WVU Tech Taps 3D Printer to Create Campus Model1 Feb, 2009 By: Amanda Burhop
Police now save hours of security preparation and planning for campus events.
CAD and design professors Bill Javins and Jim King of the Community and Technical College at West Virginia University Institute of Technology (WVU Tech) were thrilled when the State Capitol police requested they build a tabletop model of the state capitol campus in Charleston, West Virginia. "The project presented many design and resource challenges, but we were excited to dive into such an important project," King said.
The capitol campus model was needed to help plan and coordinate security for large events and secure the facility for appearances by high-profile visitors. The goal was to replace an outdated model constructed in 1974 and save West Virginia Division of Protective Services' State Capitol police countless hours of planning and preparation by having a "war-room" model of the grounds. The new model would enable security to avoid the task of repeatedly walking the entire campus in preparation for events.
West Virginia's State Capitol police requested a new model of the state capitol campus to replace an outdated model from 1974.
It was Javins and King's intent to build the tabletop model with traditional materials such as foam core, balsa wood, and illustration board. "We were progressing nicely with the virtual model, using various CAD software, when someone mentioned, 'Wouldn't it be great if we had one of those 3D printers we've read about?' We could print, from the virtual files already created, all the major buildings of the capitol campus, saving us hundreds of hours of tedious hand-detail work," said Javins.
King and Javins mentioned the state capitol project to a colleague responsible for approving grants. "I showed her one of the sample Dimension parts, and she got very excited about the prospect of what a machine like this could do," said Javins.
Soon the professors received a grant to purchase a Dimension 3D printer and began using it about a year-and-a-half after they started the project. Initially, they anticipated using the printer to complete the more complicated capitol buildings. "As we got into the process, we found that modeling other minor details was much faster than making them out of balsa or illustration board, and they looked so much better in many cases," said King.
The Dimension 3D printer accelerated the project's progress. The two professors and a small team of students completed the final 4' X 4' model just six months after the printer arrived.
In addition to the capitol campus buildings, the final model contained
- more than 200 cars, trucks, vans, semitrailers, and neighborhood buildings surrounding the capitol campus
- train tracks and a locomotive pulling several tanker cars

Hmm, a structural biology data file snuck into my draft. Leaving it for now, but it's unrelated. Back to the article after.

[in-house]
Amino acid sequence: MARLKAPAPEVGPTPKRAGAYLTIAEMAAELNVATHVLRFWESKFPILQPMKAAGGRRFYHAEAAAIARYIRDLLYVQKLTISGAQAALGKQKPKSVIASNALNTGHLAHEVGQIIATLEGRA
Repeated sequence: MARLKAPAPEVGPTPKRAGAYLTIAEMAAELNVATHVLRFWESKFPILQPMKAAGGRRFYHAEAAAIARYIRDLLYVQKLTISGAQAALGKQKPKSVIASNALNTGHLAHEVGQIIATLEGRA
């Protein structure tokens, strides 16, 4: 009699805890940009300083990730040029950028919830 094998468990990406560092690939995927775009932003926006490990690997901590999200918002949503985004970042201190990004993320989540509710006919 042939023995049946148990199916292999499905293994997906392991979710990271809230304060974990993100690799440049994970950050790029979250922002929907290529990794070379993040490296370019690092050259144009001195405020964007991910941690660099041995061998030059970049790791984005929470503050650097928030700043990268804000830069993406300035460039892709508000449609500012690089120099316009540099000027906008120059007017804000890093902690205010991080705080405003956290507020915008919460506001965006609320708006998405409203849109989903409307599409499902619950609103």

- dozens of statues, fountains, benches, and features found around the campus
With their Dimension 3D printer, two WVU Tech professors and a team of students created intricate models of capitol buildings.
Capitol police have been using the model for about nine months and have found it to save hours of event preparation. "The campus model is a great resource for security planning," said C.R. "Jay" Smithers, director of the Division of Protective Services. "It saves us significant time and energy when planning for special events and also in evaluating overall security operations."
Last year, the campus had to prepare for a visit by then-presidential candidate Senator Hillary Clinton. Normally, for such a visit, the entire campus and surrounding properties would be walked several times. "We were under challenging time constraints and the new model allowed us to prepare in a fraction of the time normally required," said Smithers.
Although original plans involved modeling just the complicated capitol buildings, the process was quick enough to allow time for modeling the minor details such as trees and statues.
In addition to the West Virginia State Capitol project, WVU Tech also used the Dimension 3D printer to help local manufacturers solve production and quality control problems. In particular, WVU Tech printed nearly 50 small parts for NGK Sparkplug in Poca, West Virginia. Prior to incorporating 3D printing into its design process, the company was waiting from one to three months for a machine shop to fabricate plastic parts.
"When I first agreed to help NGK's senior production engineer print a part, he e-mailed the file, I printed it that morning, and dropped it off at his office on my way home," said Javins. Since then, NGK has purchased its own Dimension 3D printer.
Javins and King look forward to incorporating 3D printing across the curriculum in the coming year so more WVU Tech students can become familiar with the technology. "The speed, accuracy, and durability of the models produced with the Dimension 3D Printer is something that can really fuel student excitement for design," said King. "We continue to look for ways to expose more students to a technology that will continue to serve them as they graduate and enter careers in design and engineering."
The campus model is now a popular attraction and is available for public viewing in the State Capitol's Center for Culture and History.
Editor’s note: “Almost Real,” an overview of 3D printing technology, is the cover story of Cadalyst’s January/February edition. Watch for it on Cadalyst.com beginning February 5.
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